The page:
• Housing Supply. The U.S. has a shortage of 7.3 million rental homes affordable and available to renters with extremely low incomes – that is, incomes at or below either the federal poverty guideline or 30% of their area median income, whichever is greater. This shortage is the result of various factors including land-use regulations, local zoning restrictions, an impacted labor market, and inflation impacts on cost of raw materials.
  • Housing Cost. Between 2019 and 2021, the number of cost-burdened renters—defined as those spending more than 30 percent of their income on housing—increased by 1.2 million to a record 21.6 million households. Income growth has been slow for the lowest-paid workers and for people who receive a fixed income benefit such as Supplemental Security Income (SSI). As a result, 70% of the lowest-wage households routinely spend more than half of their income on rent, placing them at risk of homelessness if any unexpected expenses or emergencies arise. In fact, in 2021, HUD determined the highest level of households with Worst Case Housing Needs in the history of record keeping.
  • Climate Change. Climate change is impacting available land, building costs, and insurance costs for both homeowners and renters. This exacerbates both housing supply and housing costs.
  • Healthcare and Services. The healthcare system in the United States is wrought with challenges. Despite outspending other high-income countries, the US scores poorly on key health measures including life expectancy, preventable hospital admissions, and suicide. The high cost of healthcare and private insurance means that healthcare is out of reach for many. Other types of services that are provided by nonprofit organizations funded primarily through federal grants are woefully underfunded and understaffed making them inaccessible and unavailable to the majority of people who need them.
The systemic impacts of each of these factors play out in what we see in the homeless population:


  • 17,000 people are entering homelessness for the first time nationally each week as the safety net has virtually disappeared.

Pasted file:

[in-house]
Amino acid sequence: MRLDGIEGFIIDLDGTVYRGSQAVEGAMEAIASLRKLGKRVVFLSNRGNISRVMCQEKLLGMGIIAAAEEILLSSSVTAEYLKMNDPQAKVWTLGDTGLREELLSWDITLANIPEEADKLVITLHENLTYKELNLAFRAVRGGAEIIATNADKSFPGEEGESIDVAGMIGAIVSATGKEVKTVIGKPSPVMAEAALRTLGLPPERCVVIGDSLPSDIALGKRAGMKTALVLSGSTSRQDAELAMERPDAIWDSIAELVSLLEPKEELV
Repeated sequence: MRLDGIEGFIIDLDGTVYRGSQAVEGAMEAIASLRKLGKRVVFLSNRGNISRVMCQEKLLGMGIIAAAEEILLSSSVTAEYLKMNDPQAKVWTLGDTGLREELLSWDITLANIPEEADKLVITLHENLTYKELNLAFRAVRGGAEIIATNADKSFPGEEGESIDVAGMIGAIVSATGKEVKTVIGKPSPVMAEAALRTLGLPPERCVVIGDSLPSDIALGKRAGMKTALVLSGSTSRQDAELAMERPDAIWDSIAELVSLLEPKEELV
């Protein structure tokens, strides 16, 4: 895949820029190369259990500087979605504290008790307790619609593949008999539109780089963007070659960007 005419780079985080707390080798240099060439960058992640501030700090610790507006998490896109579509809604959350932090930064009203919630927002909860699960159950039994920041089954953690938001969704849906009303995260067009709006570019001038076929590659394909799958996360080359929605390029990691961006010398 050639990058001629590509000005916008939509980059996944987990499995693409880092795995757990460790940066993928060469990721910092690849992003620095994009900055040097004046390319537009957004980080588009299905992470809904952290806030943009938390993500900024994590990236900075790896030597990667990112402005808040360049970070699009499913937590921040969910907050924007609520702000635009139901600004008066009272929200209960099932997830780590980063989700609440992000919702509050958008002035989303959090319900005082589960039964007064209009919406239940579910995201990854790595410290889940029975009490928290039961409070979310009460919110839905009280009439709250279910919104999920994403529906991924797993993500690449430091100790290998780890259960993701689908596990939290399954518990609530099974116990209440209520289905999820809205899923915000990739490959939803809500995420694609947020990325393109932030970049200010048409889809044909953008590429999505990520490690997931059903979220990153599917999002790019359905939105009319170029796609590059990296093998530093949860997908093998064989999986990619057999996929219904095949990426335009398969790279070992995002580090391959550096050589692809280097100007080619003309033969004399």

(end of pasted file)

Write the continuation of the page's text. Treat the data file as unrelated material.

• Older adults are the fastest growing group—a number that is expected to triple by 2030—as fixed incomes have not kept up with inflation.
  • Compared to their overall proportion of the U.S. population, people of color are overrepresented in the homeless population with, for example, Black Americans experiencing homelessness at a rate of 3 to 1 compared to the general population. This should not be surprising, considering the disproportionate ways in which the factors above impact people of color.
  • Unsheltered homelessness is rising at an alarming rate as people have nowhere else to go. Shelters are over capacity, have too-high barriers, or are not equipped to address the needs of people who have lost their housing.
  • Homeless services staff are underpaid, and programs have too few staff to meet the demands of their rising caseloads.

We are at a crisis point in America. Any good faith analysis of the data above should make it clear that arresting people for being homeless is a completely insufficient response.

Building off Success

As communities begin to publicly release their 2024 Point-in-Time Count data, we are seeing signs of local progress in those places where there have been targeted investments, deep collaboration, and a commitment to best practices:

  • Alameda County (California) reported a 3% decrease in homelessness, and an 11% decrease in unsheltered homelessness.
  • Dallas and Collin Counties (Texas) reported a 19% decrease in homelessness, and a 24% decrease in unsheltered homelessness.
  • Maricopa County (Arizona) reported a 2% decrease in homelessness, and a 17% decrease in unsheltered homelessness.
  • Napa County (California) reported an 18% decrease in homelessness, and a 42% decrease in unsheltered homelessness.

At this moment, we need to highlight these success stories to our leaders, and we must help them understand how they were achieved: not by shortcuts, but with sophisticated, data-driven work.

Communities are safer and stronger when everyone has a safe place to call home and we will need to all work together to fight for the future we all deserve.